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The Amish Don't get Autism?

Discussion in 'General Autism Discussion' started by asnlifecoach, Jun 30, 2013.

  1. asnlifecoach

    asnlifecoach Active Member

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    I'm not convinced, I think many factors could play a role here...what are everyone's thoughts?
     
    Last edited by a moderator: Jul 1, 2013
  2. Ste11aeres

    Ste11aeres Moderator Staff Member

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    Last edited by a moderator: Jun 30, 2013
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  3. Loomis

    Loomis Well-Known Member

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    I wonder if aspieness might make a person more likely to fit into an Amish society. Aspies tend to be non-aggressive and conform to rules readily. They prefer highly structured, predictable lifestyles and in my experience are hard working and diligent. So maybe aspies exist in Amish society but do not stick out. Also, I suspect if a person does everything they are told to do in Amish culture they would be accepted for who they are and any peculiarities they exhibit would be overlooked.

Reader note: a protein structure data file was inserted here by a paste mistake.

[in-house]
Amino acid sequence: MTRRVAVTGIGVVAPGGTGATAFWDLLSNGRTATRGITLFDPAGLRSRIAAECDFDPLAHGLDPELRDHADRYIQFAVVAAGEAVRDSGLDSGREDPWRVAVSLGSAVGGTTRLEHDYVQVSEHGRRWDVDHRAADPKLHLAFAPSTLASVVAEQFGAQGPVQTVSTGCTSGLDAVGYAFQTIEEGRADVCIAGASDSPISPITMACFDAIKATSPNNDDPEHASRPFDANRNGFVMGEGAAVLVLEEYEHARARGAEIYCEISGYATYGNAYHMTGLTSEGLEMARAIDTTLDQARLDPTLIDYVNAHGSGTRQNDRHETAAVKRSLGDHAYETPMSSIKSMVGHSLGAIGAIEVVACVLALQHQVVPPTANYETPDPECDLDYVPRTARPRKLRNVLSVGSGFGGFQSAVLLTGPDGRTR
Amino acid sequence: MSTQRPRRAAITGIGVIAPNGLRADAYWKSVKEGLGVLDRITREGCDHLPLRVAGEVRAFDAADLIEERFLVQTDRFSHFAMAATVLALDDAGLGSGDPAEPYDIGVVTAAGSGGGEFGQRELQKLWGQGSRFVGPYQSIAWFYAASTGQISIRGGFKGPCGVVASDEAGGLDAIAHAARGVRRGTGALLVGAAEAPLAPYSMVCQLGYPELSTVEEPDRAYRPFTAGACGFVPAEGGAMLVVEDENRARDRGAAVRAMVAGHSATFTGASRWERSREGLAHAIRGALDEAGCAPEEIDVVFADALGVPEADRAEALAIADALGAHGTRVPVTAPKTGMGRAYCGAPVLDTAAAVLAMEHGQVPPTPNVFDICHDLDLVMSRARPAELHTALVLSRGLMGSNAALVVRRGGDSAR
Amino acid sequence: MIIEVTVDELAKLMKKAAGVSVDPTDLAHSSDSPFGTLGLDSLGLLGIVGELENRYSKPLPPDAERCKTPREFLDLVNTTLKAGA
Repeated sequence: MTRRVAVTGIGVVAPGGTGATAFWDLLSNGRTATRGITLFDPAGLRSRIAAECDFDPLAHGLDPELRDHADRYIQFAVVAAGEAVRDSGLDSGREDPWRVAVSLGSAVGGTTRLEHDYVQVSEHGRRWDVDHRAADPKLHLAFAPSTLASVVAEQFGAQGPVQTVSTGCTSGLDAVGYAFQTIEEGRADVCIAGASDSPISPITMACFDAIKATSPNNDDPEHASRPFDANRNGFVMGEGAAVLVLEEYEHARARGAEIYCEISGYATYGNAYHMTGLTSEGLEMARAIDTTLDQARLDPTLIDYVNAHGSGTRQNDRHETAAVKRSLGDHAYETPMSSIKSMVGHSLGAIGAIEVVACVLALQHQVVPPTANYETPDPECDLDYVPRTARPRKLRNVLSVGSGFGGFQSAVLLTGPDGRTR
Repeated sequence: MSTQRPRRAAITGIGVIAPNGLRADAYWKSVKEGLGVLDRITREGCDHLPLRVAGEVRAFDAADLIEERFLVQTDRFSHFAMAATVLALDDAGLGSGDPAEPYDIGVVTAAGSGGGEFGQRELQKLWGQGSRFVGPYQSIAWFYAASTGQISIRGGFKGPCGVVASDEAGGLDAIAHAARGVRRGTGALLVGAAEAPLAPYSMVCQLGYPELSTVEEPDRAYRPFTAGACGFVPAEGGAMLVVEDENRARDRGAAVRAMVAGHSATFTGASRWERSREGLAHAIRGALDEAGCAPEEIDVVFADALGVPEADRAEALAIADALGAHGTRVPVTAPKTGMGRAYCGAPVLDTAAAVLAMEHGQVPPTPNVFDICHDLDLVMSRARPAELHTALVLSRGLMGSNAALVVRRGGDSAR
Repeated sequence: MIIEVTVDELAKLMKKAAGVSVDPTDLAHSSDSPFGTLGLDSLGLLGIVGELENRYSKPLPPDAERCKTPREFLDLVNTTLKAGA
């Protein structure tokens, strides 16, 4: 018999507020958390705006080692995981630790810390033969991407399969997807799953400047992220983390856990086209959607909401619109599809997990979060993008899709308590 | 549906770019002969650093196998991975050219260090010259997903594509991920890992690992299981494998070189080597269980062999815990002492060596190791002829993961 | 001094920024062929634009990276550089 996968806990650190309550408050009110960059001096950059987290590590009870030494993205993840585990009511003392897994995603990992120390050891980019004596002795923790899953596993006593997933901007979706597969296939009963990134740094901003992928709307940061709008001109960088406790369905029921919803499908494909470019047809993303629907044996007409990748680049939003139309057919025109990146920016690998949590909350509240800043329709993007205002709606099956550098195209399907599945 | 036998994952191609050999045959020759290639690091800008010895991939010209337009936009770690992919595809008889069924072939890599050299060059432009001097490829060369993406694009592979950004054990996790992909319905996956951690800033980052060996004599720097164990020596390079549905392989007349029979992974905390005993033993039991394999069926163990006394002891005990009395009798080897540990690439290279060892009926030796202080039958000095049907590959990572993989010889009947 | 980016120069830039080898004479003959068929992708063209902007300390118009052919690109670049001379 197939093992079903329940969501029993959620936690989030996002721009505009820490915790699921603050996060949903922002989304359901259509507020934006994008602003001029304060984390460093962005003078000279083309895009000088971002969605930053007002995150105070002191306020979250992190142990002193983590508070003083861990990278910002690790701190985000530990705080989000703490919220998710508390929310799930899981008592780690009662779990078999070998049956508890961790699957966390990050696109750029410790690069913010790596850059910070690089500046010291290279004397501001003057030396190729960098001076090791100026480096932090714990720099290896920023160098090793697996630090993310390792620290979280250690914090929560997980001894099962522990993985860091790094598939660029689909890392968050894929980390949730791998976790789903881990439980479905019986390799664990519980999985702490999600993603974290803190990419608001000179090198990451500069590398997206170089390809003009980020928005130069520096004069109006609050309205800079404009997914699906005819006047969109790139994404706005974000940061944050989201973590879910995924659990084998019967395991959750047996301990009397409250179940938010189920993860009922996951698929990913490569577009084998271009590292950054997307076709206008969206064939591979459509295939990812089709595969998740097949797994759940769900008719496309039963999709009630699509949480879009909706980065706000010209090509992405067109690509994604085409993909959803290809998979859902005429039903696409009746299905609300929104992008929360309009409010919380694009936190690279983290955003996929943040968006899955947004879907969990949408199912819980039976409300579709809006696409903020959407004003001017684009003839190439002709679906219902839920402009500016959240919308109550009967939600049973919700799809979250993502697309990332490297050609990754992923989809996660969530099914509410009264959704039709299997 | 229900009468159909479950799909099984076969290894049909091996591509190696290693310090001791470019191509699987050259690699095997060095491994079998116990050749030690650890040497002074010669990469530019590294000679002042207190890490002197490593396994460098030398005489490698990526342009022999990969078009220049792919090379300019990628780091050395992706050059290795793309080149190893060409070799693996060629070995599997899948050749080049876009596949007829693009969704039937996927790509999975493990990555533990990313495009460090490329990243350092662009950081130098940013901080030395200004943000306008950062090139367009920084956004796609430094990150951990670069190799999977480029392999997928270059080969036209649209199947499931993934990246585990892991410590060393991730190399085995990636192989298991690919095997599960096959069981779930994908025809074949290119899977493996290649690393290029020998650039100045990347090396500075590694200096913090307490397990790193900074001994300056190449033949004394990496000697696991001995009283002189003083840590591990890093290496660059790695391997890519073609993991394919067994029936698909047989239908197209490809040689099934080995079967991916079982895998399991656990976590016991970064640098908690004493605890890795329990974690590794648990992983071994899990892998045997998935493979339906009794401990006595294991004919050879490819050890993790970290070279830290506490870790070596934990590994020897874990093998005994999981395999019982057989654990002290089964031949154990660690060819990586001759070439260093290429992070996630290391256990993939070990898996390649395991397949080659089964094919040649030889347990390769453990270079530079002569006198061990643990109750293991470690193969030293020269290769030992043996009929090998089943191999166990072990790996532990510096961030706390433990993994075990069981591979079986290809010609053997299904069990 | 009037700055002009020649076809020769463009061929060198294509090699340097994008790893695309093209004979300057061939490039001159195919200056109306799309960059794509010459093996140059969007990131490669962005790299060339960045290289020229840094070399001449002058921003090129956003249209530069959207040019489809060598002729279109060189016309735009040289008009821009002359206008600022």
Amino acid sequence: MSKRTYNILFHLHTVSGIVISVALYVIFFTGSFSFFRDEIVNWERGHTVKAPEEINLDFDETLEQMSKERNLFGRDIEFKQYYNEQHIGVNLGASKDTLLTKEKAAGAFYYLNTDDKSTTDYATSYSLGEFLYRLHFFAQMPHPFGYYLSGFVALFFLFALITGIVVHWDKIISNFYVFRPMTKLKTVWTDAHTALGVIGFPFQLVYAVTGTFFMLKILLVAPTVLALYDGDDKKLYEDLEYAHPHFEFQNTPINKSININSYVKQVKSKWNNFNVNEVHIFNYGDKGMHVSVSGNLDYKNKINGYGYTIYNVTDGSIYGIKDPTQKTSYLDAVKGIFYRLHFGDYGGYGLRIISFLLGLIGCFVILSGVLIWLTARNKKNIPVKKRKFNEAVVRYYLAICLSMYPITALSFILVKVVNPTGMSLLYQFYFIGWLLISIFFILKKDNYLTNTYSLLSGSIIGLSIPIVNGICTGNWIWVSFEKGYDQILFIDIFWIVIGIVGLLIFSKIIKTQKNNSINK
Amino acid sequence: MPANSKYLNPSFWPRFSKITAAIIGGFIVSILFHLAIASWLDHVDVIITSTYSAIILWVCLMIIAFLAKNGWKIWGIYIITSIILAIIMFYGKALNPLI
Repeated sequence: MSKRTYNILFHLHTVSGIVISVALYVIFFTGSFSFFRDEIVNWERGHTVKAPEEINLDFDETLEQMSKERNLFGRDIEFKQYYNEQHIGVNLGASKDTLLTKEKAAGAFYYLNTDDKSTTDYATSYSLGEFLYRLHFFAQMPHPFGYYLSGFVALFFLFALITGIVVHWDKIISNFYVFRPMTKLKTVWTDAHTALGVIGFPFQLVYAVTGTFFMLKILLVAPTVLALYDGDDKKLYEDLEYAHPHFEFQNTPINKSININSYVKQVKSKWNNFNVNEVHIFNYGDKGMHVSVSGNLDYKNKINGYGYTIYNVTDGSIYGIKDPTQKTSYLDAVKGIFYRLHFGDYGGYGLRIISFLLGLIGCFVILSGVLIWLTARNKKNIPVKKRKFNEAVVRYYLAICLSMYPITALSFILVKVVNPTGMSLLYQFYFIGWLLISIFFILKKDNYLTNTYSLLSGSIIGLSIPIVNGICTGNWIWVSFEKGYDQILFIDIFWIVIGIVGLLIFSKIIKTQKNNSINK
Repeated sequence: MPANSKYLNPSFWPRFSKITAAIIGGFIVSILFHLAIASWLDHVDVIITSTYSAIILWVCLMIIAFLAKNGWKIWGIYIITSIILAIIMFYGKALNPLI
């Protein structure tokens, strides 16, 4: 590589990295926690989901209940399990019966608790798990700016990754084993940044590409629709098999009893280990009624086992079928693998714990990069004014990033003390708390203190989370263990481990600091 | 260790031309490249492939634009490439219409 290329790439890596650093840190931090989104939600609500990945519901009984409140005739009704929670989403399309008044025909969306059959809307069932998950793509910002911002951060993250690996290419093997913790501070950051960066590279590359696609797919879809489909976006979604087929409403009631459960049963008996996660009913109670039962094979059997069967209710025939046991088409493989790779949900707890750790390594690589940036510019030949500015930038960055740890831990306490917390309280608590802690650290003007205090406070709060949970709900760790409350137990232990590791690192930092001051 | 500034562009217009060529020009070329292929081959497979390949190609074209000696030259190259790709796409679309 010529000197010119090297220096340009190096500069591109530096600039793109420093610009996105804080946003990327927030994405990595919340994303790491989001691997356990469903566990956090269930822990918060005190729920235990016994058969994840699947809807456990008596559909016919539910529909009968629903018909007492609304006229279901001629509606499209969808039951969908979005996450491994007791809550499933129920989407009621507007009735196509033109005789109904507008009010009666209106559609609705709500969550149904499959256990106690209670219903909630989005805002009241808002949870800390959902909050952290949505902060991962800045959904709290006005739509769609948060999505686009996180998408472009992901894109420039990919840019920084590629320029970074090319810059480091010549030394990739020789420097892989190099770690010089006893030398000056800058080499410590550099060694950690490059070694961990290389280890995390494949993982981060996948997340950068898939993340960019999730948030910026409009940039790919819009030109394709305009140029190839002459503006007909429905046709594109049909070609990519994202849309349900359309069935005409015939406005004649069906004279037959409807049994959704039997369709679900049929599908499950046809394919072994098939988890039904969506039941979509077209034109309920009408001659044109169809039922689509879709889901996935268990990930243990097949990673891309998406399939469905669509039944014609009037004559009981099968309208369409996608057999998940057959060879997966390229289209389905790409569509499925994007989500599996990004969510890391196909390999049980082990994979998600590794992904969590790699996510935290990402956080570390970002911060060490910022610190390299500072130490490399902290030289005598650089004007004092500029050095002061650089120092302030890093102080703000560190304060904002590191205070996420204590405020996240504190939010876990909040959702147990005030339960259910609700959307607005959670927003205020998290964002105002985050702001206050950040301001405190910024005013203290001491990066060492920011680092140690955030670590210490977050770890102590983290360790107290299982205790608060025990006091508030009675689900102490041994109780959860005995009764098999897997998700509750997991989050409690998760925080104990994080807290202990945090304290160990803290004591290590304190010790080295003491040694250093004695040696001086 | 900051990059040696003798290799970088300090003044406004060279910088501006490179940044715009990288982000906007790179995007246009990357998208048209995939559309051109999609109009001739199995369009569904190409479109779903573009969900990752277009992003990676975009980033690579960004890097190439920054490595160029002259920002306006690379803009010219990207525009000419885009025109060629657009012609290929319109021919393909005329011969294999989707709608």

This study describes Amish requirements and look to me as if they create a nice hiding place for an aspie:

    "The notion of being 'different' is continuously stressed to the young Amishman by a process of gradual indoctrination. Induced anxieties, along with other factors of the Amish socialization process, motivate almost all of the youth in the direction of the culture?s values and social goals. A youth learns early in life that there is both an ?Amish? and an ?outsider? method of obtaining need satisfaction. He learns that deviant behavior will result in a painful clash with his conscience and with his peers and adults...."

    "...Among the Amish humility and conformity are considered virtues, and pride is a cardinal sin. Any Amishman who departs in any degree from the established mode of dress, arrangement of hair, style of buggy, or any other traditional custom or practice runs head-on into powerful censorship. Behavior is consistent in all aspects and must remain so."

    http://onlinelibrary.wiley.com/stor...8D98E1D7B280E7.d01t02?v=1&t=hikxbrow&9dbc0dc0